Don’t get too comfortable!

The other day, I came across an interview with Brené Brown for Inc Magazine about the role of emotional vulnerability in leadership and entrepreneurship. If you’re a business leader or entrepreneur, I recommend watching the whole video, but her words brought something specific to mind that I’d like to explore here today. Brown mentioned the need to tolerate discomfort in the business world, and I’ll add that we ALL need to tolerate discomfort at work and at home in order to find fulfillment.

The comfort canary

CanariesWhen I discovered this idea  some years ago, I realized how much time and energy I was devoting to avoiding discomfort. At some point in my life, I developed the expectation that I could somehow purge my life of any discomfort. In fact, that was maybe one of my strongest motivators! I held the unconscious but potent belief that discomfort was bad and that experiencing discomfort meant that I was doing something wrong.

How liberating and uplifting it was to realize that discomfort is actually just a side effect of fully and actively participating in life. In fact, I realized that the more discomfort I experience, the more I know that I’m doing something important in my life. In a sense, discomfort is like the canary of personal growth. You know: the idea that miners take a canary into the mine as an early indicator of dangerous air conditions? In this case, when your canary acts up, you’re likely headed toward something important. Canaries, it turns out, are squeamish about challenging the status quo and taking risks to get what you want in life.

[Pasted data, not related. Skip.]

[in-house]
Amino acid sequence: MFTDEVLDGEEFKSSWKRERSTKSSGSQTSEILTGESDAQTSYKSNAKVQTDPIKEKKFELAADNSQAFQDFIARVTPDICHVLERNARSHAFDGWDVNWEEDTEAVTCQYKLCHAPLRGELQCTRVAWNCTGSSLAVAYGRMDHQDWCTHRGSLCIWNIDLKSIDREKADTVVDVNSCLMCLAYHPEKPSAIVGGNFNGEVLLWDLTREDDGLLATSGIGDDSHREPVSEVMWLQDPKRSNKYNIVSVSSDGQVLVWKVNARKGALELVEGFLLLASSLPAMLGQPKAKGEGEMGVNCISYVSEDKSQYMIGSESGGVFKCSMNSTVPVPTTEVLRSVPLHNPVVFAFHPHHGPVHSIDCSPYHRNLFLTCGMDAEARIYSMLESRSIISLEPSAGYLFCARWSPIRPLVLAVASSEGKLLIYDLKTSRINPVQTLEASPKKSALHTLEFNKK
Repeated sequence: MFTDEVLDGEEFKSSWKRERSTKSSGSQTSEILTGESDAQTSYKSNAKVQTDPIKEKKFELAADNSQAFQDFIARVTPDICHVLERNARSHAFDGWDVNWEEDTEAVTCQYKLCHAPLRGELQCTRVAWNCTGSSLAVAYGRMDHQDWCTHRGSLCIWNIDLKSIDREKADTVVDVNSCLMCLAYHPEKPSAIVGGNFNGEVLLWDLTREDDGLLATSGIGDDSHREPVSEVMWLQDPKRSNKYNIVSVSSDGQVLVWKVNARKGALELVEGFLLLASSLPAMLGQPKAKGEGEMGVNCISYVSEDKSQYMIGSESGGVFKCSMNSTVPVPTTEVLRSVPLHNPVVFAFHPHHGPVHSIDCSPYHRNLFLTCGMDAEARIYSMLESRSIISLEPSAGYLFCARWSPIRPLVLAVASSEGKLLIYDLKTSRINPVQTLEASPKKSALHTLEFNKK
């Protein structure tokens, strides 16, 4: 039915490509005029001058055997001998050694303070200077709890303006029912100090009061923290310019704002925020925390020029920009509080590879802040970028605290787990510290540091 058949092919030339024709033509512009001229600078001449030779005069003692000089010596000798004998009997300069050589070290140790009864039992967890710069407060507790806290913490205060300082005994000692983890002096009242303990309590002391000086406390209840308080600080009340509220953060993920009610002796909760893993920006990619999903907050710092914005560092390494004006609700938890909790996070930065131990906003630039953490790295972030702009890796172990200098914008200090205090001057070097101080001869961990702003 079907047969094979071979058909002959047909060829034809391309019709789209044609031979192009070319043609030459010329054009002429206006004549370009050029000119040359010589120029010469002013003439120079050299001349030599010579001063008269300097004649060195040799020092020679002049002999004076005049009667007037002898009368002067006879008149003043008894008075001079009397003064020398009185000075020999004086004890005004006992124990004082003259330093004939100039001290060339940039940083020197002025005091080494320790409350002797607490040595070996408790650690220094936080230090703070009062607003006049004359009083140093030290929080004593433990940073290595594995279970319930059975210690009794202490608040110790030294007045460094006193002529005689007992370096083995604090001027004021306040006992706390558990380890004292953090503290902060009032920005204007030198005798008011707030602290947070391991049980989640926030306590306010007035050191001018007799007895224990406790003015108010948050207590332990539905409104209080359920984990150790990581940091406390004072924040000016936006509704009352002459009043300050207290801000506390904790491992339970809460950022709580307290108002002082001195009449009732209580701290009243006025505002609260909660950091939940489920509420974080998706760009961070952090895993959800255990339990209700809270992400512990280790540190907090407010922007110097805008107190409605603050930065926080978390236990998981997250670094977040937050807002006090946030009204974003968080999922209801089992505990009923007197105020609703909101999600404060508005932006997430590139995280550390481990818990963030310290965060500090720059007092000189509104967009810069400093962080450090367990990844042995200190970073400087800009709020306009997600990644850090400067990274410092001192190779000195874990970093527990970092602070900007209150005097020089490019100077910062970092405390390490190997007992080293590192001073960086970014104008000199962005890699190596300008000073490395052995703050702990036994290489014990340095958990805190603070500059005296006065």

Chasing comfort is a full time job

Having lived in fear of discomfort for all of my life, it was such a novelty to realize that although I had been convinced that it would consume me or destroy me, discomfort is generally only mildly irritating. Not only that, but it’s much, much less of a problem than some of the techniques I had developed to avoid it! I was not fully participating in my life, and I had not clarified my own values and goals. In other words, I was so busy avoiding discomfort that I didn’t have the time or focus to pursue contentment.

I think these ideas are revolutionary! Our willingness to sit with discomfort dictates whether we’ll find success in so many areas of our lives. The next time you make a decision, no matter how small, ask yourself this question: are you moving toward something you want, or are you moving away from discomfort? If you’re avoiding discomfort, what if you challenged yourself to tolerate it and pursue your dreams instead?

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